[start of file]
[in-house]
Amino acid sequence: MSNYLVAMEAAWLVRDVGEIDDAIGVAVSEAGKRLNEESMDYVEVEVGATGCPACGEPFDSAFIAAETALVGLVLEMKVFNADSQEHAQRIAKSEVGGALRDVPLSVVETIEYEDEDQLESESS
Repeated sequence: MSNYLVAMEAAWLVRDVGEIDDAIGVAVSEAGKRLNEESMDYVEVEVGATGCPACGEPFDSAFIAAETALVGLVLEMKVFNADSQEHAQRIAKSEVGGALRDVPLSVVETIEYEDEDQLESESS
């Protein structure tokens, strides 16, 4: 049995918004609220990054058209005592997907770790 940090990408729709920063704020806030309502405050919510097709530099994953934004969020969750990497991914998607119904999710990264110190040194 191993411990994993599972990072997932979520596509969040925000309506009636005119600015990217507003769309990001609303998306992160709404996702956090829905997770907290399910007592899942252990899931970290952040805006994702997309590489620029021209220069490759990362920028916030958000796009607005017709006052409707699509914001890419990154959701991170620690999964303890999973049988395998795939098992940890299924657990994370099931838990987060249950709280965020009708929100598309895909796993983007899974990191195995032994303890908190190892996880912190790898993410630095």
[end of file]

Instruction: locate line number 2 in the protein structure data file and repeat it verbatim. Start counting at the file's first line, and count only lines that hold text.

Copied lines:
Amino acid sequence: MSNYLVAMEAAWLVRDVGEIDDAIGVAVSEAGKRLNEESMDYVEVEVGATGCPACGEPFDSAFIAAETALVGLVLEMKVFNADSQEHAQRIAKSEVGGALRDVPLSVVETIEYEDEDQLESESS